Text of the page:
What To Know About Treatment For Diabetic Retinopathy

Treatment may include monitoring and better diabetes control, or therapies like anti-VEGF medicines and laser surgery.

Keeping diabetes well controlled can help prevent diabetic retinopathy from getting worse, and it will be a priority at any stage of treatment.

Updated on March 21, 2024.

Diabetic retinopathy occurs when high blood sugar levels damage and weaken the blood vessels that carry blood to and from the retina, the layer of light-sensitive cells located in the back of the eyeball.

The retina plays an essential role in vision—and when the retina becomes damaged, vision can become impaired. Diabetic retinopathy can cause blurred vision, seeing dark spots or streaks (called floaters), difficulty seeing at night or in dim conditions, color blindness, difficulty seeing details (like when reading) or difficulty seeing objects that are far away.

It can also cause vision loss. Diabetic retinopathy is the leading cause of blindness among adults who are of working age in the United States.

If you have diabetic retinopathy, there are treatments that can help slow the progression of the disease and protect your vision.

Diabetes control and eye exams

Treatment for diabetic retinopathy will depend on whether the condition is in its early stages or advanced stages. Your healthcare providers will also consider your age, how long you have had diabetes, the amount of damage to the retina, your vision, and any other health conditions or diabetes complications you may have.

In the early stages, treatment may only focus on keeping diabetes well controlled and regular eye exams to monitor the disease. Keeping diabetes well controlled can help prevent diabetic retinopathy from getting worse, and it will be a priority at any stage of treatment.

Good diabetes control means reaching your goals for A1C (an estimate of your average blood sugar levels over the past three months), blood pressure, and cholesterol. Keep a record of what these numbers were during your last round of bloodwork, where your goal numbers should be, and how the different parts of your treatment plan work to keep these numbers on track.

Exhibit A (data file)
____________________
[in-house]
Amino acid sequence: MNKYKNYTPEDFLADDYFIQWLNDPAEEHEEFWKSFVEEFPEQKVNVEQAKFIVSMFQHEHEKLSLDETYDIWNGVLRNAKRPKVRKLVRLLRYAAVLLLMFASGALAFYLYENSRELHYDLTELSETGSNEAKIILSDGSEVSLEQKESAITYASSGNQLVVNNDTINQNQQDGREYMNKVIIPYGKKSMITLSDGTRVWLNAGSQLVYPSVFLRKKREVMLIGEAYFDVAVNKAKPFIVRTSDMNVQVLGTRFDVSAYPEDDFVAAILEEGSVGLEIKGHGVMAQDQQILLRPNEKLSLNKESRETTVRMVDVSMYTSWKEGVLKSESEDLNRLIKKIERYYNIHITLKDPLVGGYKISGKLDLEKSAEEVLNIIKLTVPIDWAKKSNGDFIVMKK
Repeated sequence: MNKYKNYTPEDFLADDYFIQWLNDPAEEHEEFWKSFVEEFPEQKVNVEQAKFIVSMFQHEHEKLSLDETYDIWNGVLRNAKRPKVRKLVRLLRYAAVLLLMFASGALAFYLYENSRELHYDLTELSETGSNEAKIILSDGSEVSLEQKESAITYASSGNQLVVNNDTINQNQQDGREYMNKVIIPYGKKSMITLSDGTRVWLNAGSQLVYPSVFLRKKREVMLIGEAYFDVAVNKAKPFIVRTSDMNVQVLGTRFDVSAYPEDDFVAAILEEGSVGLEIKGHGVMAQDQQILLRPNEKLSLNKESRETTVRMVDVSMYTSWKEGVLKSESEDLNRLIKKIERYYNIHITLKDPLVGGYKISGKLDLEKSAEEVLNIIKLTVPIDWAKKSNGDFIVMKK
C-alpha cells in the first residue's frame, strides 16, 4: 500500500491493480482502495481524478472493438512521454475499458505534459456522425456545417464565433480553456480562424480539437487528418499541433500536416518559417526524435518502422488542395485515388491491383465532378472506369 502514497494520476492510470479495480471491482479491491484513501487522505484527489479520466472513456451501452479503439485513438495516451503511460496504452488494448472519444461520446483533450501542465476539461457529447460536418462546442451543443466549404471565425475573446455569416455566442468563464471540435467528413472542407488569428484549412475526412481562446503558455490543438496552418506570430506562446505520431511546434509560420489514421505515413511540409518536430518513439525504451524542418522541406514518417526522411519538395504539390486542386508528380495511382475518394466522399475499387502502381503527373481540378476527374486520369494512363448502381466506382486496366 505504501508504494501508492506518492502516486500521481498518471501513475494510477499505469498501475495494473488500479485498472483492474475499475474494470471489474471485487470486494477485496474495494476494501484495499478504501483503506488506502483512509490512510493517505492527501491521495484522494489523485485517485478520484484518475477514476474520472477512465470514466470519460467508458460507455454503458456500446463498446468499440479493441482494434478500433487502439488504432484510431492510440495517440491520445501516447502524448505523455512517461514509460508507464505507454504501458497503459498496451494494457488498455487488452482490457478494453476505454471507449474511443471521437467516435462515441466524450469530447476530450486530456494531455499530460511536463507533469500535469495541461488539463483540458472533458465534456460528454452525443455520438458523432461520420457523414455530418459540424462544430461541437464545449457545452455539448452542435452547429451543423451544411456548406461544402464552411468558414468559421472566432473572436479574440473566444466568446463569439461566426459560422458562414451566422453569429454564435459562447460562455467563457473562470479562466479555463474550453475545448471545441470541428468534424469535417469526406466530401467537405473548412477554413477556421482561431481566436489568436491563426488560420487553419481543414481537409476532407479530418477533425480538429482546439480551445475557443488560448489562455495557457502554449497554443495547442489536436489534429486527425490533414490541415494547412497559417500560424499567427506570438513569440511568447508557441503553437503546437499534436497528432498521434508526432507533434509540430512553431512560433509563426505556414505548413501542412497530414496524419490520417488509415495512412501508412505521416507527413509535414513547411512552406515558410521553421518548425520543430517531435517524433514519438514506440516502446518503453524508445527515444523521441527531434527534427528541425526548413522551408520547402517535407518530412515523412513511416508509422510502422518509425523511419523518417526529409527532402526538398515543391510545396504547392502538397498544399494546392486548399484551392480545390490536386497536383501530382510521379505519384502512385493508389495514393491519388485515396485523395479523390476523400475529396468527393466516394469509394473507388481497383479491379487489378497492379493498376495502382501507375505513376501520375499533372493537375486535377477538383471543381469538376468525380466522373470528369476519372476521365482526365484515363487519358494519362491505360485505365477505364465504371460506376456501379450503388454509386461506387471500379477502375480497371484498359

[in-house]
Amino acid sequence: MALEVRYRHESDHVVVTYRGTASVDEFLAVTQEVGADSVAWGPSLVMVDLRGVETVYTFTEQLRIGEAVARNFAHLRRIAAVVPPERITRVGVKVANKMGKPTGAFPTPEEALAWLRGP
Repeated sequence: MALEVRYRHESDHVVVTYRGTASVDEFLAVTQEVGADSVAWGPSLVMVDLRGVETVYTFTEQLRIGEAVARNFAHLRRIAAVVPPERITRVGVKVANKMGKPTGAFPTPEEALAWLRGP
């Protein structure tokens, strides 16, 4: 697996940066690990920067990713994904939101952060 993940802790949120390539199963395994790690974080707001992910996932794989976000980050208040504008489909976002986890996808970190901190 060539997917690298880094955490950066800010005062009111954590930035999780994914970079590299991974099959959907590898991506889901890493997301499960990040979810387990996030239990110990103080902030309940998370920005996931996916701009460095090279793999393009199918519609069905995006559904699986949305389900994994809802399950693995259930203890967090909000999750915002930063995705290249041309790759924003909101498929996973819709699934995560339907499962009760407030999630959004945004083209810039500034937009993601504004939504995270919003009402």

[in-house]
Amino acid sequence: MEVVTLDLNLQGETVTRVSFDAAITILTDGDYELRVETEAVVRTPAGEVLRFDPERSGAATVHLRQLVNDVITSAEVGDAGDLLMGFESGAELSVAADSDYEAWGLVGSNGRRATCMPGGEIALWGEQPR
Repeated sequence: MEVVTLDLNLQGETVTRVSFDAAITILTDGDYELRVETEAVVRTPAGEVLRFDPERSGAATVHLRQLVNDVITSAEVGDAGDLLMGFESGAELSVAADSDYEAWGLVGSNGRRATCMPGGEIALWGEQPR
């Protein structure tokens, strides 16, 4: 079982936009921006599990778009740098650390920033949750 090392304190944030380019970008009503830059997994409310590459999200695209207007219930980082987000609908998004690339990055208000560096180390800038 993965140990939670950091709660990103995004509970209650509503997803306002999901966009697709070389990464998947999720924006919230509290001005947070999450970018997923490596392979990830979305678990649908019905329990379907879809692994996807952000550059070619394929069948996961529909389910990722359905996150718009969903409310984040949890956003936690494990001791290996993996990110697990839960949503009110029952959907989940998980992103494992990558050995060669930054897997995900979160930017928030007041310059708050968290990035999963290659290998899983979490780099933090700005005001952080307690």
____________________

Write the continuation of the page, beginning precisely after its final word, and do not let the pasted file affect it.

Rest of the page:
Medications and procedures

In its advanced stages, diabetic retinopathy can cause abnormal blood vessels to grow inside the eye. This is called proliferative diabetic retinopathy. These abnormal blood vessels can leak blood into the eyeball, cause other eye conditions like retinal detachment (separation of the retina from the back of the eye) and glaucoma (increased pressure inside the eye, which can damage the optic nerve and lead to vision loss).

If you have proliferative diabetic retinopathy, there are several approaches to treatment that your healthcare providers may recommend:

  • Anti-VEGF injections. These medications block a hormone called vascular endothelial growth factor (VEGF), which helps slow the growth of new blood vessels.
  • Photocoagulation. Also called focal laser treatment, this procedure uses lasers to burn and seal off leaking blood vessels in the eye.
  • Vitrectomy. This is a surgical procedure. The surgeon will make a small incision in the eye and remove the vitreous gel, which fills a portion of the eye. This allows the surgeon to access the retina and repair the damage caused by diabetic retinopathy. A substitute for the vitreous gel will be used to hold the retina in place while the eye heals after surgery.

As with many aspects of managing diabetes, there is no treatment that works for every person who has diabetic retinopathy. If you have questions about treatment for diabetic retinopathy and whether your insurance covers it, ask your healthcare provider.

Article sources open article sources

MedlinePlus. Diabetes Complications.
MedlinePlus. Diabetes Eye Problems.
Kierstan Boyd. Diabetic Retinopathy: Causes, Symptoms, Treatment. American Academy of Ophthalmology. October 27, 2022.
Cleveland Clinic. Diabetes-Related Retinopathy.
Centers for Disease Control and Prevention. Diabetes and Vision Loss.
National Institute of Diabetes and Digestive and Kidney Diseases. Diabetic Eye Disease.
UpToDate. Patient education: The ABCs of diabetes (The Basics).
American Optometric Association. Diabetic retinopathy.
David Turbert. Anti-VEGF Treatments. American Academy of Ophthalmology. March 2, 2019.
MedlinePlus. Laser photocoagulation - eye.
Mayo Clinic. Diabetic Retinopathy.
National Eye Institute. Vitrectomy.
Johns Hopkins Medicine. Vitrectomy.

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